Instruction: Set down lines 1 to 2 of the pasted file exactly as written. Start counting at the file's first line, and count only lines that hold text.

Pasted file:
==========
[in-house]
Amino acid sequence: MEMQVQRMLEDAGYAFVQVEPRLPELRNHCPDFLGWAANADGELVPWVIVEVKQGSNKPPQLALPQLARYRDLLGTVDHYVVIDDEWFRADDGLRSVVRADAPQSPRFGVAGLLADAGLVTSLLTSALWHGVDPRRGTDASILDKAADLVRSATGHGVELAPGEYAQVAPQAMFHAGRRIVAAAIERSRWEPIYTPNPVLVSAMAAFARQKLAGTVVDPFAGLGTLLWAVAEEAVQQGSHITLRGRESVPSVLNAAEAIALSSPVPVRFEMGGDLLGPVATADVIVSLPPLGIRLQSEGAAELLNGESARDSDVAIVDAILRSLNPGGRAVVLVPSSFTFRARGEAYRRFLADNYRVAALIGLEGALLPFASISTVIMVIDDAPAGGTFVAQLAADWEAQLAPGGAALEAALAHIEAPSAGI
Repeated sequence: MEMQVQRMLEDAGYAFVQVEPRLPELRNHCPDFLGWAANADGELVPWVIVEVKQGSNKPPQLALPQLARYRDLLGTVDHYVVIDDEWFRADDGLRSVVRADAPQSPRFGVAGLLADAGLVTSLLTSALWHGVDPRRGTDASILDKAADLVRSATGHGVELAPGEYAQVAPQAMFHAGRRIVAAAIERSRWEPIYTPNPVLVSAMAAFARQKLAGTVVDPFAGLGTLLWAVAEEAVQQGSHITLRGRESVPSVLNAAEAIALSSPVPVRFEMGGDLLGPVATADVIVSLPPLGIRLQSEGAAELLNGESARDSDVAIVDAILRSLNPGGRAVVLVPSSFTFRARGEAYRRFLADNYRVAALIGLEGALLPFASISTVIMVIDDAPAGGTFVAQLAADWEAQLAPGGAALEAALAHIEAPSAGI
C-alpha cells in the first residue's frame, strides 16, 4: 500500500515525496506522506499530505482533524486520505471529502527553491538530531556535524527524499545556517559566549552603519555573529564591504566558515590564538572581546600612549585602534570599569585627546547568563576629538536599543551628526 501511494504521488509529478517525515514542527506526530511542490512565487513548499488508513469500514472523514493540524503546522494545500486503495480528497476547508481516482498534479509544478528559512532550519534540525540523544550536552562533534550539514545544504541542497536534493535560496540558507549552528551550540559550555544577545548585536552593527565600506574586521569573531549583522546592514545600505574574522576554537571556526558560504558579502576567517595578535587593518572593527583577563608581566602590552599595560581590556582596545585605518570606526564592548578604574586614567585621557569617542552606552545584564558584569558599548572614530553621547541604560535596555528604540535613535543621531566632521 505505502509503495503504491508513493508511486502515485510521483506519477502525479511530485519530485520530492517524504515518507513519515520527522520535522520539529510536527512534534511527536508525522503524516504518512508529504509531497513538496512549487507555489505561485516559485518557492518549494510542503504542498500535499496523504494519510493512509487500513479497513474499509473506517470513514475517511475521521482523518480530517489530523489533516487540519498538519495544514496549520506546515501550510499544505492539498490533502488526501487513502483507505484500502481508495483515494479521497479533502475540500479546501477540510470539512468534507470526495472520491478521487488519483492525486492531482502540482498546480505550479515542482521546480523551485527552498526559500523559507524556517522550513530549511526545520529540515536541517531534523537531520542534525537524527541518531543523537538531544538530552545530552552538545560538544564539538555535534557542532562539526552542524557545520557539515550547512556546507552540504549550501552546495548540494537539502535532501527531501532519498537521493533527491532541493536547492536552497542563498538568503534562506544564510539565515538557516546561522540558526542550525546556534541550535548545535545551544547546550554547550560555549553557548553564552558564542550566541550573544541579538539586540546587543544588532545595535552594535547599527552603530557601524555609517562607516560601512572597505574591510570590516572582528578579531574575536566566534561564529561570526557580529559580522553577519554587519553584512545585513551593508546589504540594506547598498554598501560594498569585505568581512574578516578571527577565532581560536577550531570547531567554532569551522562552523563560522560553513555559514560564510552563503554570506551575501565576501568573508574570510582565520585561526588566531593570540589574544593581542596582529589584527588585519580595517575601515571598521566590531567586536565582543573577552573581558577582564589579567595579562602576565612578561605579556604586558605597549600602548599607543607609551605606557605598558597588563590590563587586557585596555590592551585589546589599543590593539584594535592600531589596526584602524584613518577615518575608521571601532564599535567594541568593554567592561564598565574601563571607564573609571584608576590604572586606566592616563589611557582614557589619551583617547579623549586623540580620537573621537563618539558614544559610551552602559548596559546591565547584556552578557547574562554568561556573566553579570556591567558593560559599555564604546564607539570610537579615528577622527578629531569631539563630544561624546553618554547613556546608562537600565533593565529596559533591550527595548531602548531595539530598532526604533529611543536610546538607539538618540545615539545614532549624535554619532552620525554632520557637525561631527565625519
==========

[in-house]
Amino acid sequence: MEMQVQRMLEDAGYAFVQVEPRLPELRNHCPDFLGWAANADGELVPWVIVEVKQGSNKPPQLALPQLARYRDLLGTVDHYVVIDDEWFRADDGLRSVVRADAPQSPRFGVAGLLADAGLVTSLLTSALWHGVDPRRGTDASILDKAADLVRSATGHGVELAPGEYAQVAPQAMFHAGRRIVAAAIERSRWEPIYTPNPVLVSAMAAFARQKLAGTVVDPFAGLGTLLWAVAEEAVQQGSHITLRGRESVPSVLNAAEAIALSSPVPVRFEMGGDLLGPVATADVIVSLPPLGIRLQSEGAAELLNGESARDSDVAIVDAILRSLNPGGRAVVLVPSSFTFRARGEAYRRFLADNYRVAALIGLEGALLPFASISTVIMVIDDAPAGGTFVAQLAADWEAQLAPGGAALEAALAHIEAPSAGI